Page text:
Defending American Religious Neutrality
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Although it is often charged with hostility toward religion, First Amendment doctrine in fact treats religion as a distinctive human good. It insists, however, that this good be understood abstractly, without the state taking sides on any theological question. Here, a leading scholar of constitutional law explains the logic of this uniquely American form of neutrality―more religion-centered than liberal theorists propose, and less overtly theistic than conservatives advocate.
The First Amendment’s guarantee of freedom of religion is under threat. Growing numbers of critics, including a near-majority of the Supreme Court, seem ready to cast aside the ideal of American religious neutrality. Andrew Koppelman defends that ideal and explains why protecting religion from political manipulation is imperative in an America of growing religious diversity.
Understanding American religious neutrality, Koppelman shows, can explain some familiar puzzles. How can Bible reading in public schools be impermissible while legislative sessions begin with prayers, Christmas is an official holiday, and the words “under God” appear in the Pledge of Allegiance? Are faith-based social services, public financing of religious schools, or the teaching of intelligent design constitutional? Combining legal, historical, and philosophical analysis, Koppelman shows how law coherently navigates these conundrums. He explains why laws must have a secular legislative purpose, why old, but not new, ceremonial acknowledgments of religion are permitted, and why it is fair to give religion special treatment.
such as a college education or ordination, hindered God’s work.56 Christian establishment did not lead to pure religion. Rather, “tyranny, simony, and robbery came to be introduced and to be practiced so long, under the Christian name.”57 Ministers who sought state support were unchristian. Religious duties could not be delegated. The state was also an unreliable source of religious guidance. “[T]he same sword that Constantine drew against heretics, Julian turned against the orthodox.”58 Backus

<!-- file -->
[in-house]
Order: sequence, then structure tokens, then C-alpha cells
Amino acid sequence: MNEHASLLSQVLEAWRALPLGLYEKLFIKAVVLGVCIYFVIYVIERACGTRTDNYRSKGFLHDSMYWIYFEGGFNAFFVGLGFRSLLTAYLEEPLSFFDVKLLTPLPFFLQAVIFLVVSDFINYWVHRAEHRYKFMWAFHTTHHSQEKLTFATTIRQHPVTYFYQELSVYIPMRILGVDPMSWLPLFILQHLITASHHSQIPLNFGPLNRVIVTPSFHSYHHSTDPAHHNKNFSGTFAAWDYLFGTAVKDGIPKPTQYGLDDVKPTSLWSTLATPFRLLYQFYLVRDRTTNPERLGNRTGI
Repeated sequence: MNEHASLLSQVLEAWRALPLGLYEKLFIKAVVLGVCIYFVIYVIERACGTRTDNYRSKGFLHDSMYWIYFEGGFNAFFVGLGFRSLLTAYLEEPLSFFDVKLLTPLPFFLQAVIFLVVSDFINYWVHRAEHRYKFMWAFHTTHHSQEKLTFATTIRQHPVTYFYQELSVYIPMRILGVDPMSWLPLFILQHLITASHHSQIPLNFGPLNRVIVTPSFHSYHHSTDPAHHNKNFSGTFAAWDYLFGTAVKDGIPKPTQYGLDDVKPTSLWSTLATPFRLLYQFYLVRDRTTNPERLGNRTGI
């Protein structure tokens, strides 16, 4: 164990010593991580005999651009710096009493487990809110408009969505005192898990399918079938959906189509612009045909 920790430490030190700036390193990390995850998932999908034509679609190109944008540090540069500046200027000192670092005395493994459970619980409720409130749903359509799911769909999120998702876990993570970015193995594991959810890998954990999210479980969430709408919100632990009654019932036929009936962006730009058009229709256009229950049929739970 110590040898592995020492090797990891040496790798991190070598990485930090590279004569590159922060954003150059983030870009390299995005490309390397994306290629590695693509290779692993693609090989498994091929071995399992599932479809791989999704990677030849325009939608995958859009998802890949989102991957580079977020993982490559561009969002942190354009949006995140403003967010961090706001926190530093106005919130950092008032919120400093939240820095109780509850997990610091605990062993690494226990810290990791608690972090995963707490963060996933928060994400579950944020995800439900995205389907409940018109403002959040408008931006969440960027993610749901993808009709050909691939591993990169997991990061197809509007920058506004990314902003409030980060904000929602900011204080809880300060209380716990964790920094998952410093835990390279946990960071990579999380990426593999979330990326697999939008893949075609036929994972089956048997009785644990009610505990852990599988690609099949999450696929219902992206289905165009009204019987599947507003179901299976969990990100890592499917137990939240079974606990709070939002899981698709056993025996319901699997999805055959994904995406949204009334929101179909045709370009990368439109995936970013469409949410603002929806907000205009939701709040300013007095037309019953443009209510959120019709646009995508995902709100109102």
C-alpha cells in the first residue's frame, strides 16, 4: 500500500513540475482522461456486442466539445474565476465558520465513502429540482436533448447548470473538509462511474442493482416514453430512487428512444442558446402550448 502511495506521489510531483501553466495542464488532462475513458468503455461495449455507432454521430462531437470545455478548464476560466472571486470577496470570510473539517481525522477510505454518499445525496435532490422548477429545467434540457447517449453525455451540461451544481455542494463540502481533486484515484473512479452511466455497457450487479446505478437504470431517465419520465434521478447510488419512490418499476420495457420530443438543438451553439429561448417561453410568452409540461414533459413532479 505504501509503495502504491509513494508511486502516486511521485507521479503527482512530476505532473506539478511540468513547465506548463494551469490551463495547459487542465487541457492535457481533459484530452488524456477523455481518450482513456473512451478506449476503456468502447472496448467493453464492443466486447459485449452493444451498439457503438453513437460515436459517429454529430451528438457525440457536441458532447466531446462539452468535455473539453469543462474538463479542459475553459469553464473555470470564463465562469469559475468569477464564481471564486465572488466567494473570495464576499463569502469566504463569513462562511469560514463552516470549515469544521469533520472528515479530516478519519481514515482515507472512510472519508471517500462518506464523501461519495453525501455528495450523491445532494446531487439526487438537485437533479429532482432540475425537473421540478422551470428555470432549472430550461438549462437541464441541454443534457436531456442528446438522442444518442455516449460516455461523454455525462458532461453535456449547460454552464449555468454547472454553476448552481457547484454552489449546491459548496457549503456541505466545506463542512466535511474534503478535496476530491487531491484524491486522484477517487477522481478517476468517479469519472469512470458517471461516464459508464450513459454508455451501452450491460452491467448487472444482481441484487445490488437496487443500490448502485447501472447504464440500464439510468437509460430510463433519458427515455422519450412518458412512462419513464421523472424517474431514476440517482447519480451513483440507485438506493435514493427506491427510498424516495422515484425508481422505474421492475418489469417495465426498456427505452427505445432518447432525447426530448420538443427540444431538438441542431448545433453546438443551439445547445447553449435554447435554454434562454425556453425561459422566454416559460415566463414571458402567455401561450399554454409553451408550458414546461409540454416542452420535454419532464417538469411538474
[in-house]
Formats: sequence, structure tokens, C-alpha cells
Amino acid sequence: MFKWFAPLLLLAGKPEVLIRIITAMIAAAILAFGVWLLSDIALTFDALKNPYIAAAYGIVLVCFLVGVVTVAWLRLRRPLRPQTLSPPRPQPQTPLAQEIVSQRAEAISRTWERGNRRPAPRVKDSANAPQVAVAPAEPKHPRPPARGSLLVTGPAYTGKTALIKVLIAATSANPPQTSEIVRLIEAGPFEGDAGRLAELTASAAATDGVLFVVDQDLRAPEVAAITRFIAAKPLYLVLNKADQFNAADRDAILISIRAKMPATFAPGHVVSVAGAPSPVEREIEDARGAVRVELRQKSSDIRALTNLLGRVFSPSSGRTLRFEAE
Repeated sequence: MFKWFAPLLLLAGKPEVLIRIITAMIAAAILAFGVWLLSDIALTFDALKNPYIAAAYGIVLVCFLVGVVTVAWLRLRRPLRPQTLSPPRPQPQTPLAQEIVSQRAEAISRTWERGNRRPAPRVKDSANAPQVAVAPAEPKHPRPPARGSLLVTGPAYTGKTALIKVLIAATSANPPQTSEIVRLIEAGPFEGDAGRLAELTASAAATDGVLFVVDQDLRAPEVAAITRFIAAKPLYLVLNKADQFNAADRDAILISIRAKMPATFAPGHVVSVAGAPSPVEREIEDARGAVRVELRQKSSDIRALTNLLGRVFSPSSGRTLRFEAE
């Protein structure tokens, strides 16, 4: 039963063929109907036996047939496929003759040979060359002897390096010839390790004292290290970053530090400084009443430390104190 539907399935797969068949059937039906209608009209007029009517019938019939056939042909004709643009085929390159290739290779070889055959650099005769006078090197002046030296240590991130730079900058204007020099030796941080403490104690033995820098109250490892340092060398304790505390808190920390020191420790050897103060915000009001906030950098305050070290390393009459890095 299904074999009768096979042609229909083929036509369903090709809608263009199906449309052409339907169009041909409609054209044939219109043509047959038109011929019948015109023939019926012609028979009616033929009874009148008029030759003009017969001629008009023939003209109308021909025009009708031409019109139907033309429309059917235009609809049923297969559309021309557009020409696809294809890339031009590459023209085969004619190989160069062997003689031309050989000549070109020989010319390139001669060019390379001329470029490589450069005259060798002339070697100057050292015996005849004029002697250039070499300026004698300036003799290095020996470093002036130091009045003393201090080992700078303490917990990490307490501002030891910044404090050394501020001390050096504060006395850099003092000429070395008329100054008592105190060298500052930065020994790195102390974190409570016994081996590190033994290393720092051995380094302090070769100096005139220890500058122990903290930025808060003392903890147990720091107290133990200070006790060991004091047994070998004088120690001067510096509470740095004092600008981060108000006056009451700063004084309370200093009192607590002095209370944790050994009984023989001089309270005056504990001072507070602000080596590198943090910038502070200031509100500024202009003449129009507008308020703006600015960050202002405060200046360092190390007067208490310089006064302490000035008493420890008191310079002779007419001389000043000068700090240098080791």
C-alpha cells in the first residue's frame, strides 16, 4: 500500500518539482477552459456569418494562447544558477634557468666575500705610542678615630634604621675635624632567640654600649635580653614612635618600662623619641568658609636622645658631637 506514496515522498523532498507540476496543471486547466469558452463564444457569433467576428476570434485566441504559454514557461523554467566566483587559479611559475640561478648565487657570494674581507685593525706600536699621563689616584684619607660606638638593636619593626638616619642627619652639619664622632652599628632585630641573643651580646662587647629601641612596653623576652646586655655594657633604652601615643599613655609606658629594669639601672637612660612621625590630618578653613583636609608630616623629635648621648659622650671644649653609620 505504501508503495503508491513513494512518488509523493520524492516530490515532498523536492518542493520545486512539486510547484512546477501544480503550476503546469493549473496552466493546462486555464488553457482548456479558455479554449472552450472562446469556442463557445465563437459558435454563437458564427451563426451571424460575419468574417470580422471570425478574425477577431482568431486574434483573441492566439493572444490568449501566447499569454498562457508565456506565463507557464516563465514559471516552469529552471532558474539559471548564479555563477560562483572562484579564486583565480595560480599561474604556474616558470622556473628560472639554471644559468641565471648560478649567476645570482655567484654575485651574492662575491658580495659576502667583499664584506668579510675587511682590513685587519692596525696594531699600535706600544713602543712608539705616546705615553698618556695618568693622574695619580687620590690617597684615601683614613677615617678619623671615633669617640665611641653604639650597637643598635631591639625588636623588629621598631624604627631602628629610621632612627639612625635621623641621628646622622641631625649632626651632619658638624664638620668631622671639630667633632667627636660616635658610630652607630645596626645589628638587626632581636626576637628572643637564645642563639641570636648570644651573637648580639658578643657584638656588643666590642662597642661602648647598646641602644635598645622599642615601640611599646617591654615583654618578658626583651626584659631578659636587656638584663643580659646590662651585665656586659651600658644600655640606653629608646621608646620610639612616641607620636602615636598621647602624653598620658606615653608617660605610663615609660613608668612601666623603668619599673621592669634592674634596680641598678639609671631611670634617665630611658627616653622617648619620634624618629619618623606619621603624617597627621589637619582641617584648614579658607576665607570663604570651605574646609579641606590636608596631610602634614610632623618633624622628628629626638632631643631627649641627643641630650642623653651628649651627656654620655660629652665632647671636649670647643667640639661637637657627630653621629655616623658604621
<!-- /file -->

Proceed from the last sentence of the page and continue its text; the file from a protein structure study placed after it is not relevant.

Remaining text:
the state can abstain from endorsing any speciﬁcation of the best or truest religion while treating religion as such, understood very abstractly, as valuable. That is what the state in fact does. That is how it can accommodate religion as such while remaining religiously neutral. The key to understanding the coherence of First Amendment religion doctrine is to grasp the speciﬁc, vaguely delimited level of abstraction at which “religion” is understood. What in fact unites such disparate worldviews
opponents, whom we can roughly denominate the “religious right” and the “militant atheists,” have a common set of anxieties. Each group feels, for diﬀerent reasons, that the regime excludes and stigmatizes them. Each feels threatened by the other. Each tends to view the other as intolerant and selﬁsh.2 I will conclude by arguing that the regime I have described here has at least the potential to win the endorsement even of these bitterest of 166 A Secular State? 167 critics. This is so, in
Pages 37–40 91. Schultz, Tri-Faith America, at 179–197. 92. Torcaso v. Watkins, 367 U.S. 488, 495 (1961). 93. William K. Muir Jr., Prayer in the Public Schools: Law and Attitude Change 13 (1967). 94. Abington School Dist. v. Schempp, 374 U.S. 203 (1963). 95. Engel v. Vitale, 370 U.S. 421 (1962). 96. Jeﬀ ries and Ryan at 313. A resurgence of distrust of Catholicism certainly played a role in the persistence of the “no-aid” view of the Establishment Clause, and as that distrust dissipated, the
sometimes been eﬃcacious in promoting conceptions of the good. The Argument from Incompetence Another argument for neutrality is that, while there may be a fact of the matter about what way of life is best, the state is not competent to determine what it is. “The one only narrow way which leads to Heaven is not better known to the Magistrate than to private Persons,” Locke wrote, “and therefore I cannot safely take him for my Guide, who may probably be as ignorant of the way as my self, and who